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New GDP Numbers: Uncertainties, puzzles and statistics, says Subramanian

CEA says economy not surging

BS Reporter  |  New Delhi 

The new gross domestic product data put out by the Ministry of Statistics and Programme Implementation have puzzled economic advisors in the finance ministry, too.

They advise caution in interpreting these and sought to temper a hype among certain quarters in comparing India’s economic growth with that of China..

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“...the balance of evidence and caution counsel in favour of an interpretation of a recovering rather than surging Indian economy,” said the Survey, penned by Chief Economic Advisor Arvind Subramanian and his team.

The Survey pegged economic growth at 8.1-8.5 per cent for 2015-16, up from 7.4 per cent calculated in the advance estimates for 2014-15. At a press conference here, Subramanian told reporters he wanted to place a caveat here. “When anyone sees a number like 8, 8.5, this is (interpreted as) roaring, east Asian style, Chinese style, roaring dynamism in growth.” Too early for such inferences, that India’s economy was growing like the East Asian tigers of yore, he said.

Adding: “They say there are lies, damn lies and statistics. In this case, I would say there are uncertainties, puzzles and statistics.”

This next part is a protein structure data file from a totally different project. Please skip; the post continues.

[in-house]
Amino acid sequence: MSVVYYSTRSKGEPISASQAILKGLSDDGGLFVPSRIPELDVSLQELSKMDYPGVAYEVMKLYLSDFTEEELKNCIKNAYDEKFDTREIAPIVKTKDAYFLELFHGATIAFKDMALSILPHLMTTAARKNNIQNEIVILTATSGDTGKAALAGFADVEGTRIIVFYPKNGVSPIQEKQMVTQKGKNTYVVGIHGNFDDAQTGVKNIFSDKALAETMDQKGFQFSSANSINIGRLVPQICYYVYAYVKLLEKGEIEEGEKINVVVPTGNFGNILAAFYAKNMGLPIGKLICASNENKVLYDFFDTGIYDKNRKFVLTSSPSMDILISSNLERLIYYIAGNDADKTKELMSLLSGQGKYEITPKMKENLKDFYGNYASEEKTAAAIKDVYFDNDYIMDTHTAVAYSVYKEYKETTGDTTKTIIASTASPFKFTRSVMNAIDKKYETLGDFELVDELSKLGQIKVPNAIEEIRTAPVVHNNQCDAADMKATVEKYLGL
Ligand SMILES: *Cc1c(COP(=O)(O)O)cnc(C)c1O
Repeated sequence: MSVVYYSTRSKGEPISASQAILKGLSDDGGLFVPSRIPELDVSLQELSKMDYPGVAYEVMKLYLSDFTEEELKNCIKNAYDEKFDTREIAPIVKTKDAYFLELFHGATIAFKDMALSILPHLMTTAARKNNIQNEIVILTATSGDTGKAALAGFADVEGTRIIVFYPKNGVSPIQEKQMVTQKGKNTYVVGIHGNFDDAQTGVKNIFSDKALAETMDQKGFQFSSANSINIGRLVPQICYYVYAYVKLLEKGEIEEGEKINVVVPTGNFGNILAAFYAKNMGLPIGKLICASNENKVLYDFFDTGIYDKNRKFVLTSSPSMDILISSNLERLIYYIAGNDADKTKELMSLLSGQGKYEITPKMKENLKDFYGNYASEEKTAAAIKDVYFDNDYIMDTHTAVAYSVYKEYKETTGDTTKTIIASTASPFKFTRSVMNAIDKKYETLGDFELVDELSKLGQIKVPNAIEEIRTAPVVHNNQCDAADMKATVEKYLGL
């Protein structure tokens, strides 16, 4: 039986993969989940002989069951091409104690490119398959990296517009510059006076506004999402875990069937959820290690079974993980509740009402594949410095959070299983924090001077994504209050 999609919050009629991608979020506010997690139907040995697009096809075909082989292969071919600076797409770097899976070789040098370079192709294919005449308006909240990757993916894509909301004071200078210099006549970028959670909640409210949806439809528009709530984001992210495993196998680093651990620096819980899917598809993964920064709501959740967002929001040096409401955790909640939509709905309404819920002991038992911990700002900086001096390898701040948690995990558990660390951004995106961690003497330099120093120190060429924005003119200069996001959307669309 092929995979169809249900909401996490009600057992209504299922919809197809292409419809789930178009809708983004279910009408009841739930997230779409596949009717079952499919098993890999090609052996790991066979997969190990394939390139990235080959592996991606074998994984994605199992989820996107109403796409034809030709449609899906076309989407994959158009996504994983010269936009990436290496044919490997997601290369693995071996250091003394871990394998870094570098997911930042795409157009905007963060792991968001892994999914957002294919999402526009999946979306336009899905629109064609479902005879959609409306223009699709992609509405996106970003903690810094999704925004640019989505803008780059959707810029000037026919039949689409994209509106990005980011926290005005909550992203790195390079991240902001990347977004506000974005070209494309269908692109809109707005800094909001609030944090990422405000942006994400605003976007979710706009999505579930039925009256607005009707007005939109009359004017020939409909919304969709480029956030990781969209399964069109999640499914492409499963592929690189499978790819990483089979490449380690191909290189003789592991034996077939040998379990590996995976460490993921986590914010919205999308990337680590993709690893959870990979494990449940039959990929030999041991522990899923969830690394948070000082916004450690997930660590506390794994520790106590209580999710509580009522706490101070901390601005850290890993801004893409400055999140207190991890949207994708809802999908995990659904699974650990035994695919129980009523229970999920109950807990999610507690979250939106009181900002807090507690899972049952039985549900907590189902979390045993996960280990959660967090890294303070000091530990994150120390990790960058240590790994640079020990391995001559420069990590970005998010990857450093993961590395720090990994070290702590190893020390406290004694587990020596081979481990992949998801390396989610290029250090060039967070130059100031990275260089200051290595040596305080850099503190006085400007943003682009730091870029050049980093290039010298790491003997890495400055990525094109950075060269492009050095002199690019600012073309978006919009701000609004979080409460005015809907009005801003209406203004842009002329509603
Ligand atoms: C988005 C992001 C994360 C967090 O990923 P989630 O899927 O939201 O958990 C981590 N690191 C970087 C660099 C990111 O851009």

The new GDP numbers pegged India’s growth at 6.9 per cent for 2013-14 and 5.1 per cent for 2012-13. It is this number of 2013-14 which have surprised the advisors. These seem difficult to reconcile with other developments in the economy, as 2013-14 was a crisis year. “...capital flowed out, interest rates were tightened, there was consolidation—and it is difficult to see how an economy’s growth rate could accelerate so much in such circumstances,” the Survey wondered.

Also, imports of goods in 2013-14 apparently declined by 10 per cent, which, even accounting for the squeeze on gold import, is high. “This growth surge also appears to have been accompanied by dramatic declines in savings and investment ratios,” economic advisors said.

The implication is that the growth surge in the crisis year of 2013-14 was also a massive productivity surge, reflected in an incremental capital ratio that declined by about 30 per cent, and total factor productivity growth that improved by over two percentage points, the Survey said.

The data show private corporate investment increased robustly in 2013-14, seemingly at odds with stressed balance sheets and the phenomenon of stalled projects, Subramanian and his team said.

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First Published: Sat, February 28 2015. 00:44 IST
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